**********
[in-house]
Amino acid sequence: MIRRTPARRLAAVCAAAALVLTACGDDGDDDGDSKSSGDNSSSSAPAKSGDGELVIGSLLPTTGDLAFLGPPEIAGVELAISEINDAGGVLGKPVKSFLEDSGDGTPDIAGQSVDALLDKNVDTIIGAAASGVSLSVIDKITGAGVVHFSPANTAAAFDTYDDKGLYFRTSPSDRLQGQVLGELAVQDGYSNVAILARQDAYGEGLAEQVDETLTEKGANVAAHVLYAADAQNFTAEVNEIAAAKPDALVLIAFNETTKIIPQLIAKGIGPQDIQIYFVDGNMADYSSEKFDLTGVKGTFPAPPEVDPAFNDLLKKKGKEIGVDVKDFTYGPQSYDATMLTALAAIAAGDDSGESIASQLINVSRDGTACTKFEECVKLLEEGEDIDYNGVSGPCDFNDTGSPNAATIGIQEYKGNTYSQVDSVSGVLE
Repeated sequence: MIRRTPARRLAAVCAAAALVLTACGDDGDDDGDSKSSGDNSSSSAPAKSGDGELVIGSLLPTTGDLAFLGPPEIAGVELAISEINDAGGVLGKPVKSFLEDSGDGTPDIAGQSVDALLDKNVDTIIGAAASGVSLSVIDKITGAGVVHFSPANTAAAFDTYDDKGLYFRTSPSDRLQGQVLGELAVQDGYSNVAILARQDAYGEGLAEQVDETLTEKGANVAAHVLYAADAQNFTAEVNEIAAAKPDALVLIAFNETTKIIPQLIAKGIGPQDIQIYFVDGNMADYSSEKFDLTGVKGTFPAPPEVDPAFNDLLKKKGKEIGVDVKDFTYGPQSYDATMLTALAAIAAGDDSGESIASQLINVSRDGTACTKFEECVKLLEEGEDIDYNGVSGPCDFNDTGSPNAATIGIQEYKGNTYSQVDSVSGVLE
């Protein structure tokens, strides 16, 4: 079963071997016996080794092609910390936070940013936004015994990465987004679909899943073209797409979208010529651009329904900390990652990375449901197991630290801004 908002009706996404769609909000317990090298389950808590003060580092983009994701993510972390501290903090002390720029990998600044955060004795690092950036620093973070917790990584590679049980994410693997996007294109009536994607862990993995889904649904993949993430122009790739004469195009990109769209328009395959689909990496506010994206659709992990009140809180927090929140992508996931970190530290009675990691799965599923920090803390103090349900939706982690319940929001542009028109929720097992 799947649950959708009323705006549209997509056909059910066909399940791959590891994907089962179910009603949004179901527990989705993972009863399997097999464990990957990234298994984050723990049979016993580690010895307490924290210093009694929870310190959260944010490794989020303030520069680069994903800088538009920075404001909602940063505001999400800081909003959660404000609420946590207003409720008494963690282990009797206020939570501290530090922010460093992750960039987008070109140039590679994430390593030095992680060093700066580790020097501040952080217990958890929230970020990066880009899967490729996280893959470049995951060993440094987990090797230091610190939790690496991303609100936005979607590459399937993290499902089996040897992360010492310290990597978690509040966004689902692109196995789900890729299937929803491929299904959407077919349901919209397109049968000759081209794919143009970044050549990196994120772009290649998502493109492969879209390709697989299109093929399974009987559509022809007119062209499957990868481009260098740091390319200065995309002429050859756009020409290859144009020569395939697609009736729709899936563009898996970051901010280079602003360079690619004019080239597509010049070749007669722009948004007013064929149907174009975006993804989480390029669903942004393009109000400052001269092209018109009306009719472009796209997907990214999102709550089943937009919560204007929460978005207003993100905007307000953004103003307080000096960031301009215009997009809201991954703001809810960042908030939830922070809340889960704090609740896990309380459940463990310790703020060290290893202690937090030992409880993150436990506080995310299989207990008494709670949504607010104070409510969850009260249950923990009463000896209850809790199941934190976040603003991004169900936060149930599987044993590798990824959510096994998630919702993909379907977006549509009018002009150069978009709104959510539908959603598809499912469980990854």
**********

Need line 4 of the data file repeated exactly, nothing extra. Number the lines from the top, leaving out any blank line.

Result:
């Protein structure tokens, strides 16, 4: 079963071997016996080794092609910390936070940013936004015994990465987004679909899943073209797409979208010529651009329904900390990652990375449901197991630290801004 908002009706996404769609909000317990090298389950808590003060580092983009994701993510972390501290903090002390720029990998600044955060004795690092950036620093973070917790990584590679049980994410693997996007294109009536994607862990993995889904649904993949993430122009790739004469195009990109769209328009395959689909990496506010994206659709992990009140809180927090929140992508996931970190530290009675990691799965599923920090803390103090349900939706982690319940929001542009028109929720097992 799947649950959708009323705006549209997509056909059910066909399940791959590891994907089962179910009603949004179901527990989705993972009863399997097999464990990957990234298994984050723990049979016993580690010895307490924290210093009694929870310190959260944010490794989020303030520069680069994903800088538009920075404001909602940063505001999400800081909003959660404000609420946590207003409720008494963690282990009797206020939570501290530090922010460093992750960039987008070109140039590679994430390593030095992680060093700066580790020097501040952080217990958890929230970020990066880009899967490729996280893959470049995951060993440094987990090797230091610190939790690496991303609100936005979607590459399937993290499902089996040897992360010492310290990597978690509040966004689902692109196995789900890729299937929803491929299904959407077919349901919209397109049968000759081209794919143009970044050549990196994120772009290649998502493109492969879209390709697989299109093929399974009987559509022809007119062209499957990868481009260098740091390319200065995309002429050859756009020409290859144009020569395939697609009736729709899936563009898996970051901010280079602003360079690619004019080239597509010049070749007669722009948004007013064929149907174009975006993804989480390029669903942004393009109000400052001269092209018109009306009719472009796209997907990214999102709550089943937009919560204007929460978005207003993100905007307000953004103003307080000096960031301009215009997009809201991954703001809810960042908030939830922070809340889960704090609740896990309380459940463990310790703020060290290893202690937090030992409880993150436990506080995310299989207990008494709670949504607010104070409510969850009260249950923990009463000896209850809790199941934190976040603003991004169900936060149930599987044993590798990824959510096994998630919702993909379907977006549509009018002009150069978009709104959510539908959603598809499912469980990854």